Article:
“Let’s get started!” We suggested. “Why don’t you begin with your language?” He eagerly agreed. Over the next two days one of us devoted time to supporting George, as he drafted 25 verses in Luke 1! Then resent his draft it to his language community via WhatsApp to get their feedback and edits! George’s smile was constant. His joy contagious.

We all basked in the sweetness of God’s good surprises, and perfect plans–even when they do put us in over our heads.


The Weak Things And His Amazing Ways

The plane is over an hour late, which probably wouldn’t bother me if it weren’t on the end of a 30-hour around-the-world trip from Milwaukee, USA to Goroka, PNG. And I know, it isn’t over yet. As I walk across the tarmac to the porch where I’ll claim my carry-on, I try to imagine the three-hour journey ahead of me into the mountains by Land Rover, over rough, pot-holed, dangerous roads. But at least for that part of the journey I will have company. I smile and wave as I glimpse Brad’s face through the exit gate. I’ve never met him before, but he’s easy to spot, being the only white guy in the crowd. It doesn’t hurt that his six-foot-five-inch frame towers over everyone else. Brad and I have worked together remotely before, but this is our first time to meet face to face. I know we are kindred spirits. I’m bursting with anticipation as we climb into the Land Rover, together with Vincent our national partner and his cousin.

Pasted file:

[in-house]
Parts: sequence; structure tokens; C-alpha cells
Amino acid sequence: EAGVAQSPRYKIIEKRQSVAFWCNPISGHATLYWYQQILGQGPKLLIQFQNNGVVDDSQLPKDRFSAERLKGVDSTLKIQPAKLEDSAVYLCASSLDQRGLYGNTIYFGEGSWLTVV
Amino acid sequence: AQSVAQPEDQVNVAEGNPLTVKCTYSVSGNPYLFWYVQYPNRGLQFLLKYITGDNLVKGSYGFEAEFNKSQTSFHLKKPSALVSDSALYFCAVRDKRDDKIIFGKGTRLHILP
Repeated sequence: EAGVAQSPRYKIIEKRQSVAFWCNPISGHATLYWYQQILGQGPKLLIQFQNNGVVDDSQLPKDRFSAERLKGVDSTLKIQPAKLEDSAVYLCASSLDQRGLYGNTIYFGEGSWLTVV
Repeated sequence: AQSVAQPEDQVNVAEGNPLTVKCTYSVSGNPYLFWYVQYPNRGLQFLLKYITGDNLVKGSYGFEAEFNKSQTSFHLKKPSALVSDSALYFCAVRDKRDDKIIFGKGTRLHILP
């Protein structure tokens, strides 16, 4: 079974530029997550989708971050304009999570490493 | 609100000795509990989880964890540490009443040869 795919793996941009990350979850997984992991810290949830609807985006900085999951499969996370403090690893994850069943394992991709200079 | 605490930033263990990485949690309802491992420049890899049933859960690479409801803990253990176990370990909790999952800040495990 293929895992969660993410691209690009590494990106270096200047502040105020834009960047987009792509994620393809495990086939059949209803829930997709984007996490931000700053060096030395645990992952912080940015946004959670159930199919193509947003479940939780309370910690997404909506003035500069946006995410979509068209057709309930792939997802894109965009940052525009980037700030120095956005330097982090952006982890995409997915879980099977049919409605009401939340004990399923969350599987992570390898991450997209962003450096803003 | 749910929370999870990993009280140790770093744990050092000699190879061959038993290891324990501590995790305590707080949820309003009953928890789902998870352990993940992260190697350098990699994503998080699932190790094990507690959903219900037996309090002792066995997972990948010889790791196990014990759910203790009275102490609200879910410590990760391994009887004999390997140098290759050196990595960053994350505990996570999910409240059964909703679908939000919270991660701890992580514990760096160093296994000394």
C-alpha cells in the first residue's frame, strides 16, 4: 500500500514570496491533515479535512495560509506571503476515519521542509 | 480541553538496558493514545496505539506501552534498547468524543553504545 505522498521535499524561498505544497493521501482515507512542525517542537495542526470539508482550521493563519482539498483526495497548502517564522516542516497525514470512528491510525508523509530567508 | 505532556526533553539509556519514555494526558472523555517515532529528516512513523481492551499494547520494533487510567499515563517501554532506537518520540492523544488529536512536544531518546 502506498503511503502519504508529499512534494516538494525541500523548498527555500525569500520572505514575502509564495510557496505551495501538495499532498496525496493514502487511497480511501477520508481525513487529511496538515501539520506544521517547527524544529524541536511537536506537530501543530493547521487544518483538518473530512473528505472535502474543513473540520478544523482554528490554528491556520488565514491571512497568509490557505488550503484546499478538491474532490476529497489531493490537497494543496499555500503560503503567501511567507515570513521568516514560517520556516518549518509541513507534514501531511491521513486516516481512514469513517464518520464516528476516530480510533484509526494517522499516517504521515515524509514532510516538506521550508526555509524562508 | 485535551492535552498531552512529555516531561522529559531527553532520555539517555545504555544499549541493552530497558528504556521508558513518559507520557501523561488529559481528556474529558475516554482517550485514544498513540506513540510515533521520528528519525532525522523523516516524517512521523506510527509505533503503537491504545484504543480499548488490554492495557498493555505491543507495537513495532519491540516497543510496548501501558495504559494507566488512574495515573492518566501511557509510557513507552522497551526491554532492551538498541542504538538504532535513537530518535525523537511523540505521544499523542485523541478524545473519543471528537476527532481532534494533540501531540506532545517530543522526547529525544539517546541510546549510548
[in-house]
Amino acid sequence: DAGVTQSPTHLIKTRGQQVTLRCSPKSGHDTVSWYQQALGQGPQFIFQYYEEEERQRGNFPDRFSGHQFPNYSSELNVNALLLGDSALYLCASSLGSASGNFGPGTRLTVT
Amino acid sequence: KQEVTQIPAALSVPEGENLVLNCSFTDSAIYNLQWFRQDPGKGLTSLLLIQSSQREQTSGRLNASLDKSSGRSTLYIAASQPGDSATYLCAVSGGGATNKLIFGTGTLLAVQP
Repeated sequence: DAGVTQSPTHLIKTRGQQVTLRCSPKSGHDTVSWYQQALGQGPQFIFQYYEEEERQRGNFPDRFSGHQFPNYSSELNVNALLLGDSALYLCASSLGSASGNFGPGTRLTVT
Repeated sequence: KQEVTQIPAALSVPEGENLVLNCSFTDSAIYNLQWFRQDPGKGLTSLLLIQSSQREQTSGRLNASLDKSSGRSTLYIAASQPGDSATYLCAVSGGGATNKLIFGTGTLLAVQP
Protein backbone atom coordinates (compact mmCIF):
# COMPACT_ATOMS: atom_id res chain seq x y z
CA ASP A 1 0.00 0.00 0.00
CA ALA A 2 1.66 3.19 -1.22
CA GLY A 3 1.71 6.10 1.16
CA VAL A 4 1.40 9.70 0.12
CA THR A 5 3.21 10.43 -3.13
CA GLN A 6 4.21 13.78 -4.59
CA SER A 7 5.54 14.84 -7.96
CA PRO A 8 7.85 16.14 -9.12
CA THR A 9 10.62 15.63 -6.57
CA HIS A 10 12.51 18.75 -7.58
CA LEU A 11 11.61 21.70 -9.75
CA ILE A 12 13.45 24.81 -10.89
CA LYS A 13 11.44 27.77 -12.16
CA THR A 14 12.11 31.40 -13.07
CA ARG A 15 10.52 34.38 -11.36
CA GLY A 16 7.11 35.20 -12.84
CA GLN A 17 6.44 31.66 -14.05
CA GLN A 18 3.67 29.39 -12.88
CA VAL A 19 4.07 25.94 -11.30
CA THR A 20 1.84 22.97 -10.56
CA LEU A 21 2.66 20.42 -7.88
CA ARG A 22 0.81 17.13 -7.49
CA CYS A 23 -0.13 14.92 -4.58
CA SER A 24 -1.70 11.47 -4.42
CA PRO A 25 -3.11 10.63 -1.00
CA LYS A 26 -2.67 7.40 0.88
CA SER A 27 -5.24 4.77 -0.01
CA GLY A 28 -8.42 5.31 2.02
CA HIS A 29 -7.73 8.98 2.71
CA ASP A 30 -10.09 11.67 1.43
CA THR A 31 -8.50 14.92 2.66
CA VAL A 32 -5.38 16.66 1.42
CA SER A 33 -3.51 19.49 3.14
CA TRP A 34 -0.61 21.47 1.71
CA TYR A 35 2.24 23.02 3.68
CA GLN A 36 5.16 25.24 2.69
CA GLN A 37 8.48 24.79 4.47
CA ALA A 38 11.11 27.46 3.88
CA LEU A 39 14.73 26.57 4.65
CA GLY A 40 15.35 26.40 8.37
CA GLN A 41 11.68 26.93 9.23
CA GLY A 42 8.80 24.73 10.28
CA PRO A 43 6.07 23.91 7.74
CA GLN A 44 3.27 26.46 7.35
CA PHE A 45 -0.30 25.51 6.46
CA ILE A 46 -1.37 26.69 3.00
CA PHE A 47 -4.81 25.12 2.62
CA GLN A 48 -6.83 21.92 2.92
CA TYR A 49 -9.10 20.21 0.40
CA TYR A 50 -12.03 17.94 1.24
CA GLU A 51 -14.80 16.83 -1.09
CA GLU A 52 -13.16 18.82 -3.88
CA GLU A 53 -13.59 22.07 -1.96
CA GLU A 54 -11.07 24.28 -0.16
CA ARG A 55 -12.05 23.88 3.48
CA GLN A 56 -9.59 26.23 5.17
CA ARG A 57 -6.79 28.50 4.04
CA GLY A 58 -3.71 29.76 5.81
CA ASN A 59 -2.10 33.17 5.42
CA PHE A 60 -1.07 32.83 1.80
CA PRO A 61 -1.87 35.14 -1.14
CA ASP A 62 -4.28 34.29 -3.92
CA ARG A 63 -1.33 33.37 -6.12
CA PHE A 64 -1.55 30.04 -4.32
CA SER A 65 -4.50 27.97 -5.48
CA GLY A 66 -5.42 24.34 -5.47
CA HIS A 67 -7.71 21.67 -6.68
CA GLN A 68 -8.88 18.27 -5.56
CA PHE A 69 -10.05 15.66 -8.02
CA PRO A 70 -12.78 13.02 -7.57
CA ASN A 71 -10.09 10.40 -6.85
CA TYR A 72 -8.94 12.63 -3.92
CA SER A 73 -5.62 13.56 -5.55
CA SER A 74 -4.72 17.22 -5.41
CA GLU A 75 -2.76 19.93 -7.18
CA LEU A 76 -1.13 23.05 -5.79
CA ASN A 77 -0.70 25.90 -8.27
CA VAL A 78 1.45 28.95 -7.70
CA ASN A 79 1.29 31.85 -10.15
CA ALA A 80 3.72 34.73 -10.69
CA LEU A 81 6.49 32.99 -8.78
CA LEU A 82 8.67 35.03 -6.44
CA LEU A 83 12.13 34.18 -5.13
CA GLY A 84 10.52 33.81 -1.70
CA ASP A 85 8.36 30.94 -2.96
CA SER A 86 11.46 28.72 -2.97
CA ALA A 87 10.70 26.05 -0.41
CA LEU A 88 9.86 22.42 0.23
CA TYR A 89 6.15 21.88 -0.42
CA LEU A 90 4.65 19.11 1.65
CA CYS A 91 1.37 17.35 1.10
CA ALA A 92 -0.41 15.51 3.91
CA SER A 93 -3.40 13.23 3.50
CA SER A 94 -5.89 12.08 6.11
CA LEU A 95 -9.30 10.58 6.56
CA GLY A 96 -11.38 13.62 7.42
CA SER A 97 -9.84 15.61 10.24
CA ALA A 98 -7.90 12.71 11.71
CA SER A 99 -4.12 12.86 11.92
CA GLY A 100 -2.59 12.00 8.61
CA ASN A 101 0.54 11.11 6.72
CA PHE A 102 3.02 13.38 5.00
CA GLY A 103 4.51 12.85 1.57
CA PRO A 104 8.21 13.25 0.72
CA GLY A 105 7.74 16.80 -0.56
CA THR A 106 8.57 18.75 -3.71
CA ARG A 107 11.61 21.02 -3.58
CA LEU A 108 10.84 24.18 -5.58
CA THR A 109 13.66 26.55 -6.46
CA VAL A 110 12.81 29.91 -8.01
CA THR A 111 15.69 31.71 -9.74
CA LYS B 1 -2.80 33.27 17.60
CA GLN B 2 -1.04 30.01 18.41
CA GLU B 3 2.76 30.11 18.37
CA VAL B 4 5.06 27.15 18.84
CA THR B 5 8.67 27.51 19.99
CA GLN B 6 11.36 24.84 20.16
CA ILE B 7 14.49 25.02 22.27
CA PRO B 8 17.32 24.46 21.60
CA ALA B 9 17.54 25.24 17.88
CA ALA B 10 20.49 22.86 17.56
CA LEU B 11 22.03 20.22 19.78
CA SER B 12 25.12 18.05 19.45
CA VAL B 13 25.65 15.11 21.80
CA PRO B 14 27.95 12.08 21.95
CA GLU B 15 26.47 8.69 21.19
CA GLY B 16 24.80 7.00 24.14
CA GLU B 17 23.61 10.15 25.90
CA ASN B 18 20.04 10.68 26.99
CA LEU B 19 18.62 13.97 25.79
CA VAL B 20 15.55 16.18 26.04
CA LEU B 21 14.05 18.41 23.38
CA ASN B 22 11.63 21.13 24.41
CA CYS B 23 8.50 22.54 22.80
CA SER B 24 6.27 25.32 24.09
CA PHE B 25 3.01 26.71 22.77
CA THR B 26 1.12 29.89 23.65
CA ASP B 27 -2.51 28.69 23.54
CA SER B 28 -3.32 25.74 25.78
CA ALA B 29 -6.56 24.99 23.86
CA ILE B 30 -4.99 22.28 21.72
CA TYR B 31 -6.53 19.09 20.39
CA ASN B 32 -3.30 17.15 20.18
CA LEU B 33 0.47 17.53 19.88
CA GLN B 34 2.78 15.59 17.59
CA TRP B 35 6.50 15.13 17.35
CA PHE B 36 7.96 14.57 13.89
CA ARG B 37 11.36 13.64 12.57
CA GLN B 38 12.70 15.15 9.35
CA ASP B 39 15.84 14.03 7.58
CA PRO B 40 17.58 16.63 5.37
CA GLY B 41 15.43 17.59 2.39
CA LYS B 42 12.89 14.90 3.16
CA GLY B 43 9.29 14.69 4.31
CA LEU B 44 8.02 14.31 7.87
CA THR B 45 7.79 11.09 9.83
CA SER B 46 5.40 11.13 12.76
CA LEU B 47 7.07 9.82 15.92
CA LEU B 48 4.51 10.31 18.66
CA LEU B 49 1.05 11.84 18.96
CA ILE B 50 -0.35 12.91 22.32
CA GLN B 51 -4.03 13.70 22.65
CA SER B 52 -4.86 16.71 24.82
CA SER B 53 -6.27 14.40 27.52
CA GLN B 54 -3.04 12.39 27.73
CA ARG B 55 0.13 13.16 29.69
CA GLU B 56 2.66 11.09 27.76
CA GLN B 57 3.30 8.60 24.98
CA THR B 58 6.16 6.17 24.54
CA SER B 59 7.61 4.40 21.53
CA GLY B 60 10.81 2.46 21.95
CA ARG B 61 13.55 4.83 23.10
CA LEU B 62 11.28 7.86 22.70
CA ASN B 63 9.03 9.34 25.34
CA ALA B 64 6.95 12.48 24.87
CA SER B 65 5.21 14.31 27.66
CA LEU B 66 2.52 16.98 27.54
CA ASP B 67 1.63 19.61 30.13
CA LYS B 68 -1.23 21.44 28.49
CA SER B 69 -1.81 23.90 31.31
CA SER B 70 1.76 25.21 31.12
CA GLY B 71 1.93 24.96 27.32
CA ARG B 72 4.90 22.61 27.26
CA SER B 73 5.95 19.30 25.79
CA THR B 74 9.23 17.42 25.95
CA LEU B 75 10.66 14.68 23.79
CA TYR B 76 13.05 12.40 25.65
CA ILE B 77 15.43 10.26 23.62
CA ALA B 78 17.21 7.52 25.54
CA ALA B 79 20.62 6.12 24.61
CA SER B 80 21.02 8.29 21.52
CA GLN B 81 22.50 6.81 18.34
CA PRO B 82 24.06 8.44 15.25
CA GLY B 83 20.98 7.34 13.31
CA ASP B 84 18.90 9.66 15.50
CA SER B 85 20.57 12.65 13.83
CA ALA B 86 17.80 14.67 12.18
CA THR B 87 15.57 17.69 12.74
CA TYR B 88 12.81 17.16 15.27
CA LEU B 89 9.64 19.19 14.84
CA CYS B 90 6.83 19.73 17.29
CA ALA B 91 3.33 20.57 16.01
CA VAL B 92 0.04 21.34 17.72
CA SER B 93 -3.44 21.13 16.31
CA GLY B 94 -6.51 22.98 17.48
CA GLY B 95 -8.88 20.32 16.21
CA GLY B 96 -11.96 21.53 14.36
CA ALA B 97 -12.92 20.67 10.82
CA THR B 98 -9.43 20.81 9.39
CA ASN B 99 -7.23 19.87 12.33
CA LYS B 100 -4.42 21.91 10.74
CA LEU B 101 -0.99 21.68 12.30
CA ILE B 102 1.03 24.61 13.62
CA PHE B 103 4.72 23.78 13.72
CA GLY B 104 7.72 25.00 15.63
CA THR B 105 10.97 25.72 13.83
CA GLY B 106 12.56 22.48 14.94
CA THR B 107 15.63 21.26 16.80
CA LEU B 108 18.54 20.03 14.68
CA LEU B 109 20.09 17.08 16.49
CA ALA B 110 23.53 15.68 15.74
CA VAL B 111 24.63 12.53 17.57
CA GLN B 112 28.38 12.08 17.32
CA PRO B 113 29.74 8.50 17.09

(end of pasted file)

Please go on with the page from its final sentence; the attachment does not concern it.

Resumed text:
It doesn’t take long for Brad update me on the tense situation at the translation training workshop, or in the region surrounding the center where our team is working. I’ve seen the e-mails about tribal warfare–I know about the violence within the tribe, and that translators from both sides are sitting together at the workshop, translating God’s Word. As Brad fills me in, these facts are suddenly cast in a personal light. Translators whose hearts are stopped by simultaneous phone calls, reporting burned out houses and injured family members! But they aren’t stopping the work. Instead they are forging ahead furiously, attempting to complete the gospel of Mark.

Brad explains  their plan. “A few of us are going into the villages tomorrow, with the pastors. We’re taking the book of Mark with us. The pastors are each going to beg their villages to stop the violence. They are going to show their people the work done so far on the translation, and remind them, of what’s truly important.”

Something clicks inside me. “What time do we leave tomorrow morning?” I ask with a sly smile. “You know I need to go with, right?”

I don’t have any idea what I’m getting into. But I am certain that if God wants me to go, then he is going before, “making the crooked places straight.” I’m not afraid. And I don’t have any expectations. I am not even sure what my purpose in going would be.  What I do know is that it will take clear direction from God himself for me to be part of this expedition. I’m a white woman in a foreign land. I know the culture cards are stacked against me on every side. But I don’t have any inclination to fight against that. I know God can handle that if he wants me to go.